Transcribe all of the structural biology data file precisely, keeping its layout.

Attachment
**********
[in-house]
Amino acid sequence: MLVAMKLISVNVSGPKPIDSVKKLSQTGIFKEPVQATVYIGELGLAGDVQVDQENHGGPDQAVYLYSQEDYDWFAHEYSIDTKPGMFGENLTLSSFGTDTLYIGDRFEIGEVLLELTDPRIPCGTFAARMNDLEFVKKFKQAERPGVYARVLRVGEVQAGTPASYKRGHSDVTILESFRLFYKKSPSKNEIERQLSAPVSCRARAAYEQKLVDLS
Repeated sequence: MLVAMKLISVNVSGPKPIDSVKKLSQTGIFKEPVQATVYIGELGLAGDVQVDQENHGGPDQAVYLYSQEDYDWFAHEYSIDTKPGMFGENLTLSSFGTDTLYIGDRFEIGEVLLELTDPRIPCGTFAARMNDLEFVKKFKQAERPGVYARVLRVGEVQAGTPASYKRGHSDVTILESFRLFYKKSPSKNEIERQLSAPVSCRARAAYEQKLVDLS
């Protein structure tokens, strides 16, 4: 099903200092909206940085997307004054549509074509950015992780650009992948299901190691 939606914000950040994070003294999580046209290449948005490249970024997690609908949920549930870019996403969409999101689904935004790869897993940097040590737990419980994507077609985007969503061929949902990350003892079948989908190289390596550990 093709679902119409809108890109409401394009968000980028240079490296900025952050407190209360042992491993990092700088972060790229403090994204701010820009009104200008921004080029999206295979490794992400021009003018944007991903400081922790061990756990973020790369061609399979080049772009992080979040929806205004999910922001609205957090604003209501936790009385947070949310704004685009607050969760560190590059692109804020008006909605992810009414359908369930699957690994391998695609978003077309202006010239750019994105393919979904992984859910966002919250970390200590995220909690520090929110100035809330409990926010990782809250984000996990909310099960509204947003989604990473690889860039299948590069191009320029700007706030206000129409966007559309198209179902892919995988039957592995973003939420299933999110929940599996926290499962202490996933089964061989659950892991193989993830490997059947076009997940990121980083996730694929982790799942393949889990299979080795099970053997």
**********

[in-house]
Amino acid sequence: MLVAMKLISVNVSGPKPIDSVKKLSQTGIFKEPVQATVYIGELGLAGDVQVDQENHGGPDQAVYLYSQEDYDWFAHEYSIDTKPGMFGENLTLSSFGTDTLYIGDRFEIGEVLLELTDPRIPCGTFAARMNDLEFVKKFKQAERPGVYARVLRVGEVQAGTPASYKRGHSDVTILESFRLFYKKSPSKNEIERQLSAPVSCRARAAYEQKLVDLS
Repeated sequence: MLVAMKLISVNVSGPKPIDSVKKLSQTGIFKEPVQATVYIGELGLAGDVQVDQENHGGPDQAVYLYSQEDYDWFAHEYSIDTKPGMFGENLTLSSFGTDTLYIGDRFEIGEVLLELTDPRIPCGTFAARMNDLEFVKKFKQAERPGVYARVLRVGEVQAGTPASYKRGHSDVTILESFRLFYKKSPSKNEIERQLSAPVSCRARAAYEQKLVDLS
């Protein structure tokens, strides 16, 4: 099903200092909206940085997307004054549509074509950015992780650009992948299901190691 939606914000950040994070003294999580046209290449948005490249970024997690609908949920549930870019996403969409999101689904935004790869897993940097040590737990419980994507077609985007969503061929949902990350003892079948989908190289390596550990 093709679902119409809108890109409401394009968000980028240079490296900025952050407190209360042992491993990092700088972060790229403090994204701010820009009104200008921004080029999206295979490794992400021009003018944007991903400081922790061990756990973020790369061609399979080049772009992080979040929806205004999910922001609205957090604003209501936790009385947070949310704004685009607050969760560190590059692109804020008006909605992810009414359908369930699957690994391998695609978003077309202006010239750019994105393919979904992984859910966002919250970390200590995220909690520090929110100035809330409990926010990782809250984000996990909310099960509204947003989604990473690889860039299948590069191009320029700007706030206000129409966007559309198209179902892919995988039957592995973003939420299933999110929940599996926290499962202490996933089964061989659950892991193989993830490997059947076009997940990121980083996730694929982790799942393949889990299979080795099970053997």